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Chapter: Computer Networks : Routing

Switch Basics

We saw a variety of ways to build a switch, ranging from a general-purpose workstation with a suitable number of network interfaces to some sophisticated hardware designs.

SWITCH BASICS

 

We saw a variety of ways to build a switch, ranging from a general-purpose workstation with a suitable number of network interfaces to some sophisticated hardware designs. The control processor is responsible for running the routing protocols discussed above, among other things, and generally acts as the central point of control of the router. The switching fabric transfers packets from one port to another, just as in a switch; and the ports provide a range of functionality to allow the router to interface to links of various types (e.g., Ethernet or SONET).

 

Another consequence of the variable length of IP datagrams is that it can be harder to characterize the performance of a router than a switch that forwards only cells. Routers can usually forward a certain number of packets per second, and this implies that the total throughput in bits per second depends on packet size. Router designers generally have to make a choice as to what packet length they will support at line rate. That is, if (pps) packets per second is the rate at which packets arriving on a particular port can be forwarded, and linerate is the physical speed of the port in bits per second, then there will be some packetsize in bits such that:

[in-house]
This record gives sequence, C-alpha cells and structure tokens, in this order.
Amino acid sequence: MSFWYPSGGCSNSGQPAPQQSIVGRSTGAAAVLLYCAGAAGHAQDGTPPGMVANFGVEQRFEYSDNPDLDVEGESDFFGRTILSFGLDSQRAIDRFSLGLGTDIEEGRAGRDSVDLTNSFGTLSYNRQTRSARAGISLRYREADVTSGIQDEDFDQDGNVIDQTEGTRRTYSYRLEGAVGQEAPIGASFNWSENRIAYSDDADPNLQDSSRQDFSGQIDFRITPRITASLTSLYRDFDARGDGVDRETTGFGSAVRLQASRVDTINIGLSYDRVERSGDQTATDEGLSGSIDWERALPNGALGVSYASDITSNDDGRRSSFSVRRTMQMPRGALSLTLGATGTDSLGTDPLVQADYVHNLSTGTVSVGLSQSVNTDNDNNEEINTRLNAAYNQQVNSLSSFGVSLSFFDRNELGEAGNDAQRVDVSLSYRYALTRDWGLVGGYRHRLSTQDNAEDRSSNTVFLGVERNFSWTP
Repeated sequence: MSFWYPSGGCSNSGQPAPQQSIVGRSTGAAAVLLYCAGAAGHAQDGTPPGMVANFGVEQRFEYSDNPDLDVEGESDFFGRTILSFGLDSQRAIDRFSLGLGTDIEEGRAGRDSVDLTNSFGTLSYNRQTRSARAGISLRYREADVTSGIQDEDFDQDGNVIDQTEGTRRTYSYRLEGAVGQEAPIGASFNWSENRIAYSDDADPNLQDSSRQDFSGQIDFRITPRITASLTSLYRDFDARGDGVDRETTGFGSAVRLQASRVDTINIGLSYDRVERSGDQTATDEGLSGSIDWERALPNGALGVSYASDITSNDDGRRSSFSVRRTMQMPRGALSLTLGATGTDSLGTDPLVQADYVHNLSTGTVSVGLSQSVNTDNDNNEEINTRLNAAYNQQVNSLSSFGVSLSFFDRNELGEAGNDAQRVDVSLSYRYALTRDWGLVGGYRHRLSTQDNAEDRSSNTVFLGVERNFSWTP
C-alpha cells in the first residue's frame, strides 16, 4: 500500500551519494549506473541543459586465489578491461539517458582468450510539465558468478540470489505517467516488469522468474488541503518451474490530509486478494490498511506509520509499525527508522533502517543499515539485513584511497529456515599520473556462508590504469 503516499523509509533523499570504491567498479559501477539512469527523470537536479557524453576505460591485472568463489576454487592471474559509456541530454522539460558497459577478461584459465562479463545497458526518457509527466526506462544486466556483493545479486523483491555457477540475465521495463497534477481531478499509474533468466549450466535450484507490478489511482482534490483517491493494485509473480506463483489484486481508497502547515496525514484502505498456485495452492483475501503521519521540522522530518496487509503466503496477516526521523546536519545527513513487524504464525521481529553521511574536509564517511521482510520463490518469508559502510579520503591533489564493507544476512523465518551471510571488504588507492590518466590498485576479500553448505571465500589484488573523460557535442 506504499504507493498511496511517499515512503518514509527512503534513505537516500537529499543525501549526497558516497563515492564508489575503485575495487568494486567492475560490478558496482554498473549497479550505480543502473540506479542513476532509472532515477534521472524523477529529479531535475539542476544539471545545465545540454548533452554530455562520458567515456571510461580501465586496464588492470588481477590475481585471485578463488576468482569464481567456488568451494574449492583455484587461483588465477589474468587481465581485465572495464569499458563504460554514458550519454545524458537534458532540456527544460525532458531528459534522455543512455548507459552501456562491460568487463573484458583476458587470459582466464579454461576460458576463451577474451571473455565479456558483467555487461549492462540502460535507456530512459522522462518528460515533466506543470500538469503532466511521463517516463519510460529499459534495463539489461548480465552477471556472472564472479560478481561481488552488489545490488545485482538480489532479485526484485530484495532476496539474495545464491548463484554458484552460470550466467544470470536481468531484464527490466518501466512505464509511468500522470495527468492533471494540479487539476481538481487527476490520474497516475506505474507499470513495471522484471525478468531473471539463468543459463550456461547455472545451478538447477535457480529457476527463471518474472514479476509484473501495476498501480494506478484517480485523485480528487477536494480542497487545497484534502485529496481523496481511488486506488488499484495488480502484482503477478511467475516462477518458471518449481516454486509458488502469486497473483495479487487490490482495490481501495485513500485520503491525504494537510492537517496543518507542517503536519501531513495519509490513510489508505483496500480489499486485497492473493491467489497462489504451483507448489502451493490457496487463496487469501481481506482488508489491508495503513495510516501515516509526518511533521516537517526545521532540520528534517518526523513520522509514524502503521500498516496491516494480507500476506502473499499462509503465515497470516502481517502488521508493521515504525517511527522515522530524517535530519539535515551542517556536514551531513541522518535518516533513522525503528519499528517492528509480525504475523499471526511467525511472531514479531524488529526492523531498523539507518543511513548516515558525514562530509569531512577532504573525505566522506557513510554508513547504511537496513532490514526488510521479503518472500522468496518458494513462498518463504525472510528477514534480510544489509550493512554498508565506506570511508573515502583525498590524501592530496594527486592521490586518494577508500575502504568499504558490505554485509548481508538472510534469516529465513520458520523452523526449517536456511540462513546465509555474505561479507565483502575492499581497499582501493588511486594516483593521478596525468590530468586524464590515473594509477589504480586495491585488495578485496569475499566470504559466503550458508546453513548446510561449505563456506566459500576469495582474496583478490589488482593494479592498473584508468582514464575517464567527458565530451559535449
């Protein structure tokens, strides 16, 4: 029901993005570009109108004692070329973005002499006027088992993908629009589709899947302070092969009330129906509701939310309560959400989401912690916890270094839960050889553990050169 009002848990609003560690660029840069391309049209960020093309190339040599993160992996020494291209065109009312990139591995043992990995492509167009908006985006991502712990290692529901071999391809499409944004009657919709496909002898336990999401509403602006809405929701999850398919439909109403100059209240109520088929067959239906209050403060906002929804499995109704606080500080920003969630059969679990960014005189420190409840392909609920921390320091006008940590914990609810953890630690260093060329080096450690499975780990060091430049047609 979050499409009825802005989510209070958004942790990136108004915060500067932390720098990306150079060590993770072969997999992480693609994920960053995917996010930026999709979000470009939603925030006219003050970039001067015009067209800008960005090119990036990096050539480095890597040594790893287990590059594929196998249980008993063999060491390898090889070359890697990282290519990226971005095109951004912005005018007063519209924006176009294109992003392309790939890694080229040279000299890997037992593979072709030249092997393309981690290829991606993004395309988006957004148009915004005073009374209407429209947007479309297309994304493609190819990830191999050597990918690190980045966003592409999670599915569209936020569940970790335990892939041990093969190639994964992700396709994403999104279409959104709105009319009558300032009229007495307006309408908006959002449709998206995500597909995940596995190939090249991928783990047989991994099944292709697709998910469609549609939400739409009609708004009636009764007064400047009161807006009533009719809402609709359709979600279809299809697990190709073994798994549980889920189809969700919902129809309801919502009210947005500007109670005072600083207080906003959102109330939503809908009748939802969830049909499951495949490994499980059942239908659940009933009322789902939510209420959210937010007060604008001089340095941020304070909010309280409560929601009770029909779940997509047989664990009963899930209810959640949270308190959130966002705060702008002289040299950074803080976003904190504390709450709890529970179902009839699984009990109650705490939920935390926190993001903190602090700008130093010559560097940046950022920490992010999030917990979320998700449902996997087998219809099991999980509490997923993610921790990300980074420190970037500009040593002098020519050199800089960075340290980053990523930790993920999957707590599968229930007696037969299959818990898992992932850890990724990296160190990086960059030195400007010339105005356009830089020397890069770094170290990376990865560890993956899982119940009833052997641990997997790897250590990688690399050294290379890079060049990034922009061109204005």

packetsize√ó pps = linerate

 

This is the packet size at which the router can forward at line rate; it is likely to be able to sustain line rate for longer packets but not for shorter packets. Sometimes a designer might decide that the right packet size to support is 40 bytes, since that is the minimum size of an IP packet that has a TCP header attached. Another choice might be the expected average packet size, which can be determined by studying traces of network traffic.


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